Against that backdrop, I responded to the crack attorney thusly:
Gee, I wonder what could have made me think that Obama’s birth certificate says he was born in Hawaii, just because his birth certificate states in plain English that he was born in Hawaii. That’s a thinker.
To which he convincingly replied that:
I can see that neither laws nor evidentiary rules cloud your judgment.
Prompting this response:
Just keep drinking that Kool-Aid. The certificate is on the web for all to see. If you have evidence that it’s a forgery, let’s see it. Otherwise, the fact that a HI official can’t certify to its contents to the world for *privacy* reasons is not a reasonable basis for questioning its authenticity. If this frivolous suit is allowed to go forward, obtaining a fresh certificate from HI will not be a problem, and surprise of all surprises, the original will end up saying exactly what the widely-circulated copy says. [And that’s assuming the copy itself isn’t admissible, which would be a slam dunk under the traditional best evidence rule, which contemplated manual copying rather than photostats, but is far from clear under Section 1550 et seq. of the California Evidence Code today.]
Since you have convinced yourelf [sic, my bad] that *I* am the one being sloppy on the law, perhaps you’d care to enlighten me as to what part of the Hawaii Revised Statutes allows a person who was not born in Hawaii to obtain a “certification of live birth” from the state falsely stating that he was. You’d think a law that screwy would have gotten a bit more publicity by now.
Rather than responding to the substance of my reply, which he obviously couldn’t, Mr. Fitzgibbons had this to say, instead:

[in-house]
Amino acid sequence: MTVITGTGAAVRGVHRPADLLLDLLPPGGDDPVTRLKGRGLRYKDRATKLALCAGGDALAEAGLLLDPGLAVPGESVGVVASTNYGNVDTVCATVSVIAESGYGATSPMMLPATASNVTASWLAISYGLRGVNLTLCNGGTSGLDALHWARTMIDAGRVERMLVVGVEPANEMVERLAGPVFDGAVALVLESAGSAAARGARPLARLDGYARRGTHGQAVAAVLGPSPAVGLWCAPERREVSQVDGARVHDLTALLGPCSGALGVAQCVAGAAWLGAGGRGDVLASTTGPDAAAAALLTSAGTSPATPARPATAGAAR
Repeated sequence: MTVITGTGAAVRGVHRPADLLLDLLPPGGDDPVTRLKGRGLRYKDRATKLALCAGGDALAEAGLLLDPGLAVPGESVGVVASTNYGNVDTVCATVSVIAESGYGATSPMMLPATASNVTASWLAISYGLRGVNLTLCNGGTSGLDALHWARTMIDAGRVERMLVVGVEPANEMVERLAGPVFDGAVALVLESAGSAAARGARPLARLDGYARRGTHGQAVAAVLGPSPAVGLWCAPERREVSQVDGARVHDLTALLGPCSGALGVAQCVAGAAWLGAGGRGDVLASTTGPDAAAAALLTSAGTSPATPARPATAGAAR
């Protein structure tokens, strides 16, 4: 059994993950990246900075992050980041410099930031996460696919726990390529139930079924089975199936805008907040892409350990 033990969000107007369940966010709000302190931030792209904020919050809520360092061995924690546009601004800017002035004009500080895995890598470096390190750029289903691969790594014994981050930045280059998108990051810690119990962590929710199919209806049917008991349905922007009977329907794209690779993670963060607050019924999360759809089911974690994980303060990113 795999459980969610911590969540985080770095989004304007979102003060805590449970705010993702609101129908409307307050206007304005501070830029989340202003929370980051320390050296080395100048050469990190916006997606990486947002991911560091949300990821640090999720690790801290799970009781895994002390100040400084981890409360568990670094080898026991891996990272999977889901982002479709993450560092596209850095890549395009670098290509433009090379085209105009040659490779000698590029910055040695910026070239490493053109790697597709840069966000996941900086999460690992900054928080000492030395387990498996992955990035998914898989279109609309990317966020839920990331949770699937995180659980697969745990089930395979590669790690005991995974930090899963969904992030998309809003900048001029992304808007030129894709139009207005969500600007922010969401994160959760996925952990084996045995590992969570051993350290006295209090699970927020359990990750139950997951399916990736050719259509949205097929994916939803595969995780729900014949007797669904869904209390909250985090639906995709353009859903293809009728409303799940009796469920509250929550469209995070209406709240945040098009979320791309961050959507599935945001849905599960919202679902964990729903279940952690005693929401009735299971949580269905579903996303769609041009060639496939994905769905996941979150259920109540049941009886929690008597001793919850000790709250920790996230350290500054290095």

Nice try. Why doesn’t he just disclose the vault copy? You seem to have temper issues, young lady.
The last quip is an understandable mistake, Xrlq being a common name for women in Mombasa, on Mars, or wherever the hell else he thinks Obama was born. I did feel the need to set the record straight, however:
Would that be a “nice try” for pointing out the law that actually applies in California rather than the antiquated rule of evidence you lazily assumed did, even while smugly accusing me of not knowing the law? Or “nice try” in demanding actual evidence that the certificate in question is false, rather than just assuming it must be false because a few cranks would really like it to be?
“Why doesn’t he just disclose the vault copy?”
The same reason Sarah Palin hasn’t faxed copies of her medical records to every crank who accused her of faking a pregnancy, which in turn is the same reason the federal government doesn’t send mountains of documentation to every nut who claims 9/11 was an inside job. There’s nothing to be gained by feeding the trolls.
“You seem to have temper issues, young lady.”
I have no temper issues. I do, however, have a rather low tolerance level for morons of all stripes, as evidenced by the large number of subcategories I’ve devoted to morons on my blog. And with all due respect, anyone who can ask me how I came to say that Barack Obama’s birth certificate says he was born in Hawaii just because Barack Obama’s birth certificate says he was born in Hawaii, definitely qualifies as a moron. That you continued that streak by incorrectly guessing both my age and my sex is just icing on the cake.
But hey, what’s the point of making a fool of yourself in a one-on-one discussion? Better you should share your pearls of wisdom in the comments are for all to see. No need for me to have all the fun.
In response, Marky-Mark wrote:
Oh crap. I don’t know where I got the idea you were female, but boy do I feel like a dumbass now. Sorry.